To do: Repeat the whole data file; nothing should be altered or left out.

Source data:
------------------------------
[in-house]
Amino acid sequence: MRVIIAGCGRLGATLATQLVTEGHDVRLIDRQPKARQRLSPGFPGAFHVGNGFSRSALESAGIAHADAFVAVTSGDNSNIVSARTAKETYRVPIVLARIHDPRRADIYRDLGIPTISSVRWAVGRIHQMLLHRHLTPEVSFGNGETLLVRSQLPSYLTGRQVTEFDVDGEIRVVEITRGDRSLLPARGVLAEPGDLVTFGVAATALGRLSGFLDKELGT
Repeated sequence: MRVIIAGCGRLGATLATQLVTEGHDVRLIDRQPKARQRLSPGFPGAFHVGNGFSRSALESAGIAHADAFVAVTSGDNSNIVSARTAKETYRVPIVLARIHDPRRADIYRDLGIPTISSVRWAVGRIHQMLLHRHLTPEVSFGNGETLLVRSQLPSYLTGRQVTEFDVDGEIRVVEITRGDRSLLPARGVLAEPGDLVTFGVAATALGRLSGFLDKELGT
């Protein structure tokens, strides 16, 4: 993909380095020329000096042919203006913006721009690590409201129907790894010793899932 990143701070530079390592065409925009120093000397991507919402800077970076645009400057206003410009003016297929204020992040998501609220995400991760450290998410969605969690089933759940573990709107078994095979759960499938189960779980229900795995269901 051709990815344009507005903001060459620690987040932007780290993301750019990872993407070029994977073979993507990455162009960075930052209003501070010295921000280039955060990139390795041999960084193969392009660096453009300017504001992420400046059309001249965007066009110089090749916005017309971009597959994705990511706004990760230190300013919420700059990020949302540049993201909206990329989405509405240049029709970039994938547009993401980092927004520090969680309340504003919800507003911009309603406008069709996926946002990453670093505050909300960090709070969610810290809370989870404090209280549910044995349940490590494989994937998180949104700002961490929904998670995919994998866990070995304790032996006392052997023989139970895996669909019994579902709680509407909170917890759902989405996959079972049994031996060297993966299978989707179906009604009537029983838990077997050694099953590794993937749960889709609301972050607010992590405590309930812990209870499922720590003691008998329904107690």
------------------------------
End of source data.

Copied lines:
[in-house]
Amino acid sequence: MRVIIAGCGRLGATLATQLVTEGHDVRLIDRQPKARQRLSPGFPGAFHVGNGFSRSALESAGIAHADAFVAVTSGDNSNIVSARTAKETYRVPIVLARIHDPRRADIYRDLGIPTISSVRWAVGRIHQMLLHRHLTPEVSFGNGETLLVRSQLPSYLTGRQVTEFDVDGEIRVVEITRGDRSLLPARGVLAEPGDLVTFGVAATALGRLSGFLDKELGT
Repeated sequence: MRVIIAGCGRLGATLATQLVTEGHDVRLIDRQPKARQRLSPGFPGAFHVGNGFSRSALESAGIAHADAFVAVTSGDNSNIVSARTAKETYRVPIVLARIHDPRRADIYRDLGIPTISSVRWAVGRIHQMLLHRHLTPEVSFGNGETLLVRSQLPSYLTGRQVTEFDVDGEIRVVEITRGDRSLLPARGVLAEPGDLVTFGVAATALGRLSGFLDKELGT
């Protein structure tokens, strides 16, 4: 993909380095020329000096042919203006913006721009690590409201129907790894010793899932 990143701070530079390592065409925009120093000397991507919402800077970076645009400057206003410009003016297929204020992040998501609220995400991760450290998410969605969690089933759940573990709107078994095979759960499938189960779980229900795995269901 051709990815344009507005903001060459620690987040932007780290993301750019990872993407070029994977073979993507990455162009960075930052209003501070010295921000280039955060990139390795041999960084193969392009660096453009300017504001992420400046059309001249965007066009110089090749916005017309971009597959994705990511706004990760230190300013919420700059990020949302540049993201909206990329989405509405240049029709970039994938547009993401980092927004520090969680309340504003919800507003911009309603406008069709996926946002990453670093505050909300960090709070969610810290809370989870404090209280549910044995349940490590494989994937998180949104700002961490929904998670995919994998866990070995304790032996006392052997023989139970895996669909019994579902709680509407909170917890759902989405996959079972049994031996060297993966299978989707179906009604009537029983838990077997050694099953590794993937749960889709609301972050607010992590405590309930812990209870499922720590003691008998329904107690």